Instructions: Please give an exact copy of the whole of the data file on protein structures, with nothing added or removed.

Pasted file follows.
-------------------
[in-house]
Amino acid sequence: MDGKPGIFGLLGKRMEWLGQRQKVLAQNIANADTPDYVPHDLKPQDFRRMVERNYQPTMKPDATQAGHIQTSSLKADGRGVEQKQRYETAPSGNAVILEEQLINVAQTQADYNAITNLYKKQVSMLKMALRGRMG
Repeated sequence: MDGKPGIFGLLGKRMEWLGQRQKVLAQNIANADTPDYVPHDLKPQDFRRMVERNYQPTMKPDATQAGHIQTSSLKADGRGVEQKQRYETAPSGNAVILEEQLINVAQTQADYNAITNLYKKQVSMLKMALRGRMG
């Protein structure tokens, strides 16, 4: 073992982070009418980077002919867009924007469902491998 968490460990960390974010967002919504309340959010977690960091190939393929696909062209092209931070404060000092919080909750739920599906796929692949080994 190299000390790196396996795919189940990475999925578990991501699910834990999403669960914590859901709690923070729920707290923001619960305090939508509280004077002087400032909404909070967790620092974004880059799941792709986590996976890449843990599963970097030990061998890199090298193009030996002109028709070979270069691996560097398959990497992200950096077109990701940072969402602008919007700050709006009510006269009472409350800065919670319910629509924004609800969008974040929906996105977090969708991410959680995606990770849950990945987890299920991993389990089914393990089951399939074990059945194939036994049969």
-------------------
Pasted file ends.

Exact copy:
[in-house]
Amino acid sequence: MDGKPGIFGLLGKRMEWLGQRQKVLAQNIANADTPDYVPHDLKPQDFRRMVERNYQPTMKPDATQAGHIQTSSLKADGRGVEQKQRYETAPSGNAVILEEQLINVAQTQADYNAITNLYKKQVSMLKMALRGRMG
Repeated sequence: MDGKPGIFGLLGKRMEWLGQRQKVLAQNIANADTPDYVPHDLKPQDFRRMVERNYQPTMKPDATQAGHIQTSSLKADGRGVEQKQRYETAPSGNAVILEEQLINVAQTQADYNAITNLYKKQVSMLKMALRGRMG
């Protein structure tokens, strides 16, 4: 073992982070009418980077002919867009924007469902491998 968490460990960390974010967002919504309340959010977690960091190939393929696909062209092209931070404060000092919080909750739920599906796929692949080994 190299000390790196396996795919189940990475999925578990991501699910834990999403669960914590859901709690923070729920707290923001619960305090939508509280004077002087400032909404909070967790620092974004880059799941792709986590996976890449843990599963970097030990061998890199090298193009030996002109028709070979270069691996560097398959990497992200950096077109990701940072969402602008919007700050709006009510006269009472409350800065919670319910629509924004609800969008974040929906996105977090969708991410959680995606990770849950990945987890299920991993389990089914393990089951399939074990059945194939036994049969």